Opinion – The wacky economics of Germany’s parallel universe – Wolfgang Münchau – FT.com – John Gelmini

Dr Alf is right and eventually German economic policy will have to change and the PIIGS will have to reform.

If this does not happen the EU and the Eurozone will both fail which on balance I see as inevitable because national traditions are different between member states, economic cycles are out of synch and both Germany and the UK want to run things and are re-enacting centuries old rivalries.

The UK has to rethink its position with fractious Scots, Welsh, Irish and Cornish people threatening trouble now that the cupboards are bare.

UK Local Authority Chief Executives are also at it by pretending that if they got their hands on Westminster cash they would create jobs for people other than their own bloated staffs.

The Scots are the worst because they now threaten a new referendum, unless Labour agrees to not apply austerity to the Scots and agrees to let Scotland and the SNP have Devo Max.

It is time to draw a line in the sand, grant Scotland, Wales, Cornwall and Northern Ireland some independence and save £33 billion gbp on the Barnett Formula.

It is time to leave the EU to Germany and let that continent work out its own future.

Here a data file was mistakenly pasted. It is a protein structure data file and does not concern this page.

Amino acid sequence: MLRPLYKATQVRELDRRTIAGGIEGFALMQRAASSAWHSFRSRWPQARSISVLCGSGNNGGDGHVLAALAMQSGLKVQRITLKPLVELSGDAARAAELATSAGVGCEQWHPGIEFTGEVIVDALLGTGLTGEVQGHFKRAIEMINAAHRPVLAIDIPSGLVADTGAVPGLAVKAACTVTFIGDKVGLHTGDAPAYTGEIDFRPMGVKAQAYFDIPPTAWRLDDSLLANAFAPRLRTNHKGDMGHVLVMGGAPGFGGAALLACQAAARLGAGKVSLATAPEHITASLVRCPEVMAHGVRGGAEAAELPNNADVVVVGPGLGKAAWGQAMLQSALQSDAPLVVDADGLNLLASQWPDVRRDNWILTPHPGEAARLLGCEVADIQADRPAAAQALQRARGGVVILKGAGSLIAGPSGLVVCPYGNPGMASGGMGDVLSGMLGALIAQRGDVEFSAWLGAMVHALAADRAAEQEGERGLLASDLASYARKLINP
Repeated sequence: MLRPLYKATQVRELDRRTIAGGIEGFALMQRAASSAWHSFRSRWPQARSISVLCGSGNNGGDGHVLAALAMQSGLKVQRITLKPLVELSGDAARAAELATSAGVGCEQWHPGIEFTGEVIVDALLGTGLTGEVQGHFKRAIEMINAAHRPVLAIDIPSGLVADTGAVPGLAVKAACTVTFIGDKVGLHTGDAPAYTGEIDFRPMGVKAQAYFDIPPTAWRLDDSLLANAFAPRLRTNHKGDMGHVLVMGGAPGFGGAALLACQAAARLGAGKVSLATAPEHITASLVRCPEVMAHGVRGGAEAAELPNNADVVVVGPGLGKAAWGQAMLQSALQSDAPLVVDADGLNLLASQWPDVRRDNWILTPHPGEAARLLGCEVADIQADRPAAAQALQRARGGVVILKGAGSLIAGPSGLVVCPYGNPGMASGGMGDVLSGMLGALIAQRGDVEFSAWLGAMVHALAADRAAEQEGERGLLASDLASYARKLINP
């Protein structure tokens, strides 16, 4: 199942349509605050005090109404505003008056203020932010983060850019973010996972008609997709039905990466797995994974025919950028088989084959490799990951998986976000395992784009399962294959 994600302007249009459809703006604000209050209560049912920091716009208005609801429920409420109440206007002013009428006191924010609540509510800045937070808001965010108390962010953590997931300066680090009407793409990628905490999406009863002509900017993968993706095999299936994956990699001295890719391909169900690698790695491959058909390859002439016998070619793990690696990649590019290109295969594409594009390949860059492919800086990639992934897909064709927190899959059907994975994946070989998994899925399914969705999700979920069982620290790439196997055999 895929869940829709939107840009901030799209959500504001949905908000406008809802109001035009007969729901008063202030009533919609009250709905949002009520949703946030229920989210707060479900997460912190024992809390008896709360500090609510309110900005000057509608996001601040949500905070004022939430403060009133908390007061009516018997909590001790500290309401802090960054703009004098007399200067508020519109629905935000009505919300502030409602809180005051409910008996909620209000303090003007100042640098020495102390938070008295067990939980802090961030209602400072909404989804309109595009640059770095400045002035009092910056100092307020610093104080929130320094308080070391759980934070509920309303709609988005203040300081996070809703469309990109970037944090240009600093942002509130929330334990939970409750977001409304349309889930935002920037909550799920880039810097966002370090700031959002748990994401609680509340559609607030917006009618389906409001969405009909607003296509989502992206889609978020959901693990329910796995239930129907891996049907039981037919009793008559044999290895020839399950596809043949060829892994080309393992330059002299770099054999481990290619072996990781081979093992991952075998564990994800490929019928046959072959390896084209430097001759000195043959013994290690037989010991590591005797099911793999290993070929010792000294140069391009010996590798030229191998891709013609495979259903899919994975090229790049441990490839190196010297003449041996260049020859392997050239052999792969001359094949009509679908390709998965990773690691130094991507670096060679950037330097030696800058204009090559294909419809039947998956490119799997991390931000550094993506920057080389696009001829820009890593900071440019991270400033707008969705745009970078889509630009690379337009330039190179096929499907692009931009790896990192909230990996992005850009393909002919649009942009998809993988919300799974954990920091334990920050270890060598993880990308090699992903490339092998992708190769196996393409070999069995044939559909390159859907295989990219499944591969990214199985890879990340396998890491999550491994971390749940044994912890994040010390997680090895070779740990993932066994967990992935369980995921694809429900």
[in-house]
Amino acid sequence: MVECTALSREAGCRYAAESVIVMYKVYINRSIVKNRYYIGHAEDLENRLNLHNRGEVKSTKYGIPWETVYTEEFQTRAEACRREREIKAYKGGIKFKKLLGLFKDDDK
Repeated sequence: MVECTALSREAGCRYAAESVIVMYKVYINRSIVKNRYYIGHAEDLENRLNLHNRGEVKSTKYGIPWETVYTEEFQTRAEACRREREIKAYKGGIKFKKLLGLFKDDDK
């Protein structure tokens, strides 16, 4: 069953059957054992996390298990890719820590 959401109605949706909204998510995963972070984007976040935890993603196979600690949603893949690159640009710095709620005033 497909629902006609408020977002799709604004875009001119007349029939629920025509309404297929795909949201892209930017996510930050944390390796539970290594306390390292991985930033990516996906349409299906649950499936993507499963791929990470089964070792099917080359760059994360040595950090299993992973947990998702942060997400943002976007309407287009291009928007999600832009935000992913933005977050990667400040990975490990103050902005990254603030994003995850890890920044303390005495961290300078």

We should become a tax haven plus City State with a bicycling Monarchy.

All the rest of the hangers on, flunkies and fawning supplicants need to experience the smell of “napalm in the morning”.

The EU is a busted flush and to remain in it we have to accept German control and German rules or do our own thing.

John Gelmini

Japan’s latest recession spells trouble for Abe | Gavyn Davies – FT

This blog from leading macro-economist, Gavyn Davies, published in the FT is a recommended read. Check it out!

via Japan’s latest recession spells trouble for Abe | Gavyn Davies.

It seems that Abenomics is in serious trouble, with Paul Krugman and the IMF with divergent views as to future policy priorities.

For sure, Abe is caught between the rock and the hard-place. His policy included massive monetary stimulation via QE but fiscal tightening to redress debt.

There are important parallels for the UK and Europe. No doubt conservative economists in Germany will be saying “I told you so” and “They should have concentrated on structural reform and opening up their economy to competition”

This is a really important story because it reopens the whole approach national debt management.  Personally, I’m with Krugman that there’s no point in fiscal tightening when an economy is in contraction – but what about Southern Europe?